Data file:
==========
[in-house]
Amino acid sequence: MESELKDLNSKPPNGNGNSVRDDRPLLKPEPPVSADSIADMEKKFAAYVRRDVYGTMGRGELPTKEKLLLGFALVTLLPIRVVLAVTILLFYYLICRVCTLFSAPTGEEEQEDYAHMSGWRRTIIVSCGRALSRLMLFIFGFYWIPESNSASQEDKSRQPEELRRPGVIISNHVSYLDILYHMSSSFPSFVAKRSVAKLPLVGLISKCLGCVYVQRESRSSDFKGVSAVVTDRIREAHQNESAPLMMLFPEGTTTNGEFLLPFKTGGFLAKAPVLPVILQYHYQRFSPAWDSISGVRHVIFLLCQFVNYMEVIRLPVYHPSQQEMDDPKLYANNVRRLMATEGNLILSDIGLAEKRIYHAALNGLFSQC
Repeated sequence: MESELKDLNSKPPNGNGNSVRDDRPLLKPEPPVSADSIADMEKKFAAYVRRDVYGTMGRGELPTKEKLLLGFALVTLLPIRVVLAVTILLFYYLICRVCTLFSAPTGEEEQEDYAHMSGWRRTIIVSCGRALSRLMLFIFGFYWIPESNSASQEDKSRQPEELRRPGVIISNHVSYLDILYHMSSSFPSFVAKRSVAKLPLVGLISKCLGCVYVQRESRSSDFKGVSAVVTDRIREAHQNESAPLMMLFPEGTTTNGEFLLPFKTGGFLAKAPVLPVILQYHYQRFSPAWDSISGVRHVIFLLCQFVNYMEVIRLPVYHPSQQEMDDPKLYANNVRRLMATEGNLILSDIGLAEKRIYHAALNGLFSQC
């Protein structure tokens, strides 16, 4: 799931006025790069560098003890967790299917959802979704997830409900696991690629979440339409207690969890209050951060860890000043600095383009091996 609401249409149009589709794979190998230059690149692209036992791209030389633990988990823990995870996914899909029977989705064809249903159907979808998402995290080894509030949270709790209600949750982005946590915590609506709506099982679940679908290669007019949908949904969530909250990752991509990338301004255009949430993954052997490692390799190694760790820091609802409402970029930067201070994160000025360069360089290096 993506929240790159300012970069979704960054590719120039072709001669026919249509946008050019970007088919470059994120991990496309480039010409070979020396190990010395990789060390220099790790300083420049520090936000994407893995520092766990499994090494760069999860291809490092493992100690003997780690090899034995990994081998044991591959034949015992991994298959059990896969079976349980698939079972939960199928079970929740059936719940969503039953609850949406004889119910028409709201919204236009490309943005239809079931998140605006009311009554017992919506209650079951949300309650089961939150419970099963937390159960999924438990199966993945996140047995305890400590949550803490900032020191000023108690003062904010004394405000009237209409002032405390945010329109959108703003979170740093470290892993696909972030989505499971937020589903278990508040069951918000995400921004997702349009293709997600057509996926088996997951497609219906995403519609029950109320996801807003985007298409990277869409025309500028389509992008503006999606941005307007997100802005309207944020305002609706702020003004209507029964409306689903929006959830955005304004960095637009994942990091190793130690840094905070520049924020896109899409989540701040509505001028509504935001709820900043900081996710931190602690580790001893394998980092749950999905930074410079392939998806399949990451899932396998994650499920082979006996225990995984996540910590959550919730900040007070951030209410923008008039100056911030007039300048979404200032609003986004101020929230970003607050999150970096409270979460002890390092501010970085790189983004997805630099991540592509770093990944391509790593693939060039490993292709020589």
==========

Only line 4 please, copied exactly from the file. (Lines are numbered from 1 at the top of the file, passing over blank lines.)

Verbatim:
């Protein structure tokens, strides 16, 4: 799931006025790069560098003890967790299917959802979704997830409900696991690629979440339409207690969890209050951060860890000043600095383009091996 609401249409149009589709794979190998230059690149692209036992791209030389633990988990823990995870996914899909029977989705064809249903159907979808998402995290080894509030949270709790209600949750982005946590915590609506709506099982679940679908290669007019949908949904969530909250990752991509990338301004255009949430993954052997490692390799190694760790820091609802409402970029930067201070994160000025360069360089290096 993506929240790159300012970069979704960054590719120039072709001669026919249509946008050019970007088919470059994120991990496309480039010409070979020396190990010395990789060390220099790790300083420049520090936000994407893995520092766990499994090494760069999860291809490092493992100690003997780690090899034995990994081998044991591959034949015992991994298959059990896969079976349980698939079972939960199928079970929740059936719940969503039953609850949406004889119910028409709201919204236009490309943005239809079931998140605006009311009554017992919506209650079951949300309650089961939150419970099963937390159960999924438990199966993945996140047995305890400590949550803490900032020191000023108690003062904010004394405000009237209409002032405390945010329109959108703003979170740093470290892993696909972030989505499971937020589903278990508040069951918000995400921004997702349009293709997600057509996926088996997951497609219906995403519609029950109320996801807003985007298409990277869409025309500028389509992008503006999606941005307007997100802005309207944020305002609706702020003004209507029964409306689903929006959830955005304004960095637009994942990091190793130690840094905070520049924020896109899409989540701040509505001028509504935001709820900043900081996710931190602690580790001893394998980092749950999905930074410079392939998806399949990451899932396998994650499920082979006996225990995984996540910590959550919730900040007070951030209410923008008039100056911030007039300048979404200032609003986004101020929230970003607050999150970096409270979460002890390092501010970085790189983004997805630099991540592509770093990944391509790593693939060039490993292709020589």